Let ℤ² be the lattice of points in the plane with integer coordinates. You could think of these points as being the centers of the squares in a chessboard extending to infinity in every direction.

Cantor tells us that the points in ℤ² are countable. What’s more surprising is that you could count the points using a knight’s move. If you place a knight at the origin, there is a way for him to visit every point exactly once.

It’s possible to tour every point in a 5 × 5 lattice as shown below.

The knight’s next move would take it out of the 5 × 5 block and position it to begin touring a new 5 × 5 block bordering the first block.

You can repeat this pattern, covering ℤ² in a spiral of 5 × 5 squares.

I produced the first two images using Quiver, an application intended for drawing commutative diagrams, though I’ve found it useful for other drawing tasks as well.

The third image was taken from a note by Robert E. Gilman on an article by Norman Anning: A Recreation. The American Mathematical Monthly, Vol. 37, No. 10 (Dec., 1930), pp. 535–538.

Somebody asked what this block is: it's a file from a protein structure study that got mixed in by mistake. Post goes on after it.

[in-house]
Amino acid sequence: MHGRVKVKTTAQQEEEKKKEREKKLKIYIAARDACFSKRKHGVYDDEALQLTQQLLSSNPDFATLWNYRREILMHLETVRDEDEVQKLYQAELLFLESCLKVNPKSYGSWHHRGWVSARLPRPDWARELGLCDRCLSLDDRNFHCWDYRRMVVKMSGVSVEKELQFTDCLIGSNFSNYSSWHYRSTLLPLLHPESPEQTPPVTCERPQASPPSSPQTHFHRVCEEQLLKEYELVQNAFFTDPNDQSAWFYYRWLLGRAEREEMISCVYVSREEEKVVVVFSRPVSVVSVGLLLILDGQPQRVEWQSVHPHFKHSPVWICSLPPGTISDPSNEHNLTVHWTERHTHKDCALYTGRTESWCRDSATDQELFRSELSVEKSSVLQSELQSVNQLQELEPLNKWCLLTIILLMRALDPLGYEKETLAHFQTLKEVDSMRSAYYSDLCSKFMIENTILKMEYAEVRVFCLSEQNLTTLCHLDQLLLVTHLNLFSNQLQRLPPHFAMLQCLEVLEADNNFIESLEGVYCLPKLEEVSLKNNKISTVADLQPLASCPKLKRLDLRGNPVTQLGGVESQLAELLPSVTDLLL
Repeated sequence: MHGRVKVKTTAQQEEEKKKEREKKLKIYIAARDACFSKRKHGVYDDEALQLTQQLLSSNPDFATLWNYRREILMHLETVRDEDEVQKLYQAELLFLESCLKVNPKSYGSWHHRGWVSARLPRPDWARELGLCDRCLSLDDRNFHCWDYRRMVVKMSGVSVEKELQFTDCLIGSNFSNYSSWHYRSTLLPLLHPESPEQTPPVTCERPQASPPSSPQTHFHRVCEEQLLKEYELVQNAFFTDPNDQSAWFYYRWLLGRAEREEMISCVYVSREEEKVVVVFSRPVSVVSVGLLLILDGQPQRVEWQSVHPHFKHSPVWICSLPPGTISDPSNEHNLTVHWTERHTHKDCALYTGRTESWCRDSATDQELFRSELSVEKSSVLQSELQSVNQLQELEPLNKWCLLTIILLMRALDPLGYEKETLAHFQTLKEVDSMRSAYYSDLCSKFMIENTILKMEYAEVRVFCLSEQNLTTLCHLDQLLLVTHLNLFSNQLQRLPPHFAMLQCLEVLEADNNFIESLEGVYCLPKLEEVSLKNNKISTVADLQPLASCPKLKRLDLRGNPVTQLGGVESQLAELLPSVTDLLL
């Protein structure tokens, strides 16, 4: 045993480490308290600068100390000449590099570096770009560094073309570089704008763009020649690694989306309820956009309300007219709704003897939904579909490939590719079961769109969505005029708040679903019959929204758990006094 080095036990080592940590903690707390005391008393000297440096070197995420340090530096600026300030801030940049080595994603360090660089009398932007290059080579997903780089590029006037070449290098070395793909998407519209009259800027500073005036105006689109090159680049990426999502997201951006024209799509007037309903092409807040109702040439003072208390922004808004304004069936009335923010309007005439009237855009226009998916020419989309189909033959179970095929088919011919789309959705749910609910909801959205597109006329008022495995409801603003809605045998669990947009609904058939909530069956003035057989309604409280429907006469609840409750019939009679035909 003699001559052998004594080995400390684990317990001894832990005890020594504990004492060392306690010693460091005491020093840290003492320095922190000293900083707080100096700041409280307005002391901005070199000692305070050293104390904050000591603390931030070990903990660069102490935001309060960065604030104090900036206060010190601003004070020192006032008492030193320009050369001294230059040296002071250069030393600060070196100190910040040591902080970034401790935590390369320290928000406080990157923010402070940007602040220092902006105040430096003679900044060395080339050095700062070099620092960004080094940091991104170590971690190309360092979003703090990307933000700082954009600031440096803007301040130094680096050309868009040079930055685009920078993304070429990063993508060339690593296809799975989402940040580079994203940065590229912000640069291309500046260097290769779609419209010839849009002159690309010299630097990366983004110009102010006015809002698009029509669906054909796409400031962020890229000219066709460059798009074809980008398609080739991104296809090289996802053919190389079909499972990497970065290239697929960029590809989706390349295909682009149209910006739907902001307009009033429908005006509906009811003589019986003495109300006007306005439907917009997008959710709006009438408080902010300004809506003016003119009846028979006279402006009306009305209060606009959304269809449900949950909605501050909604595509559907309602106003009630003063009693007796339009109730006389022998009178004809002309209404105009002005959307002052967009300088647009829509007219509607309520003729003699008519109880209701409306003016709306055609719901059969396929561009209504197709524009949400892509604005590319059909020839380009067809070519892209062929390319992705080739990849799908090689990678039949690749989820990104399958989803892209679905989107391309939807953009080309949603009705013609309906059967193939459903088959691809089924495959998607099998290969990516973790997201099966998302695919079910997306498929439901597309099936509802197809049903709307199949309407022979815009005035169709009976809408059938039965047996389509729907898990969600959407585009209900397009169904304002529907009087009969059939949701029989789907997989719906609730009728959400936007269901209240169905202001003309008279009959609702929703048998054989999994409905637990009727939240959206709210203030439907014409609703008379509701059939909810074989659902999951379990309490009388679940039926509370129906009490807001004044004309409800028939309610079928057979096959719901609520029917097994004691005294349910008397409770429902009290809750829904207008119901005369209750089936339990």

## Related posts

Distant echoes of Linguistic Geometry…. ( https://www.stilman-strategies.com/bstilman/boris_papers/Jour94_CHESS7.pdf)

LG was a tier of grammars (“language of zones, trajectories, translations”) at increasingly abstract levels of “piece moves” in order to optimize search time by reducing search tree.

Having no background in the math around grammar and languages, I found it simultaneously fascinating and impenetrable.

One of my graduate school teachers (Paul Cull) published a paper long ago showing how to walk any rectangular board ( https://www.fq.math.ca/Scanned/16-3/cull.pdf ). I like the treatment here that shows how to “diagonalize” (in a Cantor sense) outwards in a spiral.

How boring chess would be without the knight.